Billardiera heterophylla

Distribution Map
Family: Pittosporaceae
Distribution: Open forest and woodland in south Western Australia and naturalised in parts of South Australia, Tasmania, New South Wales and Victoria.
Common Name: Bluebell creeper.
Derivation of Name: Billardiera....after Jacques-Julien Houton de Labillardière, a French botanist.
heterophylla...having leaves of more than one shape.
Conservation Status: Not considered to be at risk in the wild

General Description:

Billardiera is a genus of about 25 species, mainly light climbers or small shrubs. All occur only in Australia with the majority being found in Western Australia. The genus includes species formerly included in the genera Sollya. Relatively few species are cultivated, the best known species being Billardiera heterophylla which was previously known as Sollya heterophylla (and it is still widely grown under that name).

B.heterophylla is a moderately vigorous climbing plant whose branches twine around the stems of other plants. The leaves are bright green and about 50 mm long. The flowers are bell shaped, up to 10 mm long and are usually seen in summer. They are usually deep blue in colour, occurring in clusters of 2 or more. The greenish-blue fruits are about 20 mm long, cylindrical in shape and contain many sticky seeds.

Billardiera heterophylla   Billardiera heterophylla
Blue and white forms of Billardiera heterophylla
Photos: Brian Walters

The Bluebell creeper is well known in cultivation and is grown by both Australian plant enthusiasts and general gardeners. It is available in a number of forms including white and pink flowering forms. However, the common blue form remains the most popular. Although a climbing plant, B.heterophylla will grow with a shrubby habit to about 1 metre in height if there are no other plants in the vicinity. It is hardy in a range of soils and climates, will tolerate at least moderate frost and can withstand periods of dryness once established. Several websites indicate that the plant contains toxins that can cause skin irritation and nausea, however, these all seem to originate from the one source - see, for example, Eurobodalla Shire Council, and this problem has not been recorded or verified in most other publications.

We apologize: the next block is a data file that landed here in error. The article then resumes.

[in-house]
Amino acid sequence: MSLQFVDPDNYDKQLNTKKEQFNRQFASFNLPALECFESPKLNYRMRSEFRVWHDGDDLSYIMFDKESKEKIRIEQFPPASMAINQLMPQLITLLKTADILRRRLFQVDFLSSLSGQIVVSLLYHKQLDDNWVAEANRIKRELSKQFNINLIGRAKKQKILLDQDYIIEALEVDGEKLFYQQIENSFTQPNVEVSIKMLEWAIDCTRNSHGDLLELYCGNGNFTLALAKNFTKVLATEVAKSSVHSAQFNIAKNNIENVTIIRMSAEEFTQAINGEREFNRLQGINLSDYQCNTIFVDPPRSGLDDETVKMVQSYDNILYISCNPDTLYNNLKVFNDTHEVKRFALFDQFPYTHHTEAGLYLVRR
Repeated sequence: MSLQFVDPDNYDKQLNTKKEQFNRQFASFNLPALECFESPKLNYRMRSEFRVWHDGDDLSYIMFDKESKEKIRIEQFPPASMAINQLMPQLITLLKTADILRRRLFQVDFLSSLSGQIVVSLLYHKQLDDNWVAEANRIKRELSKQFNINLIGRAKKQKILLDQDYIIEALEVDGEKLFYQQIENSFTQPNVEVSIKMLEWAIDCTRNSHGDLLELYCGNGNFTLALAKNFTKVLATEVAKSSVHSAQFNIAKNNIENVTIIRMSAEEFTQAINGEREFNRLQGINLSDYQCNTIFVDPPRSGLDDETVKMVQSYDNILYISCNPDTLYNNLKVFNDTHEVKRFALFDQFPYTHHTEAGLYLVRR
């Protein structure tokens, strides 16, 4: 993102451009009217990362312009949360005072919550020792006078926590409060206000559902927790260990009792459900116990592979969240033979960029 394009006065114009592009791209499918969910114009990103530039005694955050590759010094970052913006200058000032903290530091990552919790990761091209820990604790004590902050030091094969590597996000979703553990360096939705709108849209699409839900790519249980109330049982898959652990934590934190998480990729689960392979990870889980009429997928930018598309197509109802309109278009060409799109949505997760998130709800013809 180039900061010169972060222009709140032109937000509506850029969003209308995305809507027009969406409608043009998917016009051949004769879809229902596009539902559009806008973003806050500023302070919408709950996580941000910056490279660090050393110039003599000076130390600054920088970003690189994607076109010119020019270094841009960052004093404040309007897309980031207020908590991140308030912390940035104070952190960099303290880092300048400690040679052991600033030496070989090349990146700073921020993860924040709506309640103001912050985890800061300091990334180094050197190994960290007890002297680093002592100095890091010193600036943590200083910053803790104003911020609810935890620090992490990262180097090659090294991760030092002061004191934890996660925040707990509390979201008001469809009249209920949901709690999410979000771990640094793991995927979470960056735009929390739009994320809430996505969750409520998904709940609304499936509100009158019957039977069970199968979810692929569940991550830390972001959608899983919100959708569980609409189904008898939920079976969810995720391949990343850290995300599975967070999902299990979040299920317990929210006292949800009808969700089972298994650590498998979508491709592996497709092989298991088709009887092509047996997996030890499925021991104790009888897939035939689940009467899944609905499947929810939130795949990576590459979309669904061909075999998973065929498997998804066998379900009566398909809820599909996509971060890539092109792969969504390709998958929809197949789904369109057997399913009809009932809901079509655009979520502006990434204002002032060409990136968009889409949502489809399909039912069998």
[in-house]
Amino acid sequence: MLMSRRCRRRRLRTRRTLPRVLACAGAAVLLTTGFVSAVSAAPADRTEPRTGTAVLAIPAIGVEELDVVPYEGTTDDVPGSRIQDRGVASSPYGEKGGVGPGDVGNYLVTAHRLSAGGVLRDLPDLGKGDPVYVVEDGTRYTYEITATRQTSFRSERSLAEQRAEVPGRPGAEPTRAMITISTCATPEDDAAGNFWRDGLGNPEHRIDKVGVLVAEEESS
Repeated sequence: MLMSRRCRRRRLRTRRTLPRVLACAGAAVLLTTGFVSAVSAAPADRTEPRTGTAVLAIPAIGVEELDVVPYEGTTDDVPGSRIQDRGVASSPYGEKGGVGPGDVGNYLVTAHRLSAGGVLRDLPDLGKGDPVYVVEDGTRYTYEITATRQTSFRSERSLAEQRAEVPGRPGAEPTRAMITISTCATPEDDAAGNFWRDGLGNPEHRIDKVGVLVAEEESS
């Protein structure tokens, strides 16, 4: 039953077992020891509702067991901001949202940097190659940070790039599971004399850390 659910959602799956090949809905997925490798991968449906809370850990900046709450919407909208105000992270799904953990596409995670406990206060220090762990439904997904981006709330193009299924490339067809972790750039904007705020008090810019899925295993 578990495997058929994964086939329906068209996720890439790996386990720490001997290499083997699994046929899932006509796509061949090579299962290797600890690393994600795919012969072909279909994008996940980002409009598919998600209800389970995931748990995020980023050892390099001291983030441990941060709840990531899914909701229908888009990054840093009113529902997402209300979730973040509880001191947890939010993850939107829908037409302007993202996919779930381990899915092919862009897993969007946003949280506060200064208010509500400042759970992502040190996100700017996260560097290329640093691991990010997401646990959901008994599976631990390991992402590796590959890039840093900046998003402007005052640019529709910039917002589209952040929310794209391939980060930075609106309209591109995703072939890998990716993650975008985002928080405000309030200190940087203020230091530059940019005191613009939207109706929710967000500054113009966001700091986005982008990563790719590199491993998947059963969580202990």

Despite its popularity, care should be exercised before introducing this plant into gardens near natural bushland. It has become an environmental weed in many areas of south-eastern Australia. In South Australia, this species is a declared weed species that must be controlled - it is banned from sale in that State (for further information see this Declared Plant Policy).

There is a supposedly 'non-invasive' hybrid on the market called "Edna Walling Blue Bells" - the parentage claimed to be Sollya heterophylla x S.parviflora (under currently accepted taxonomy, that would be Billardiera heterophylla x B.drummondii). Reports indicate that it does not produce viable seeds but whether this is the case in all districts in unclear.

B.heterophylla can be grown from seed but cuttings strike readily and this is the preferred method of propagation.

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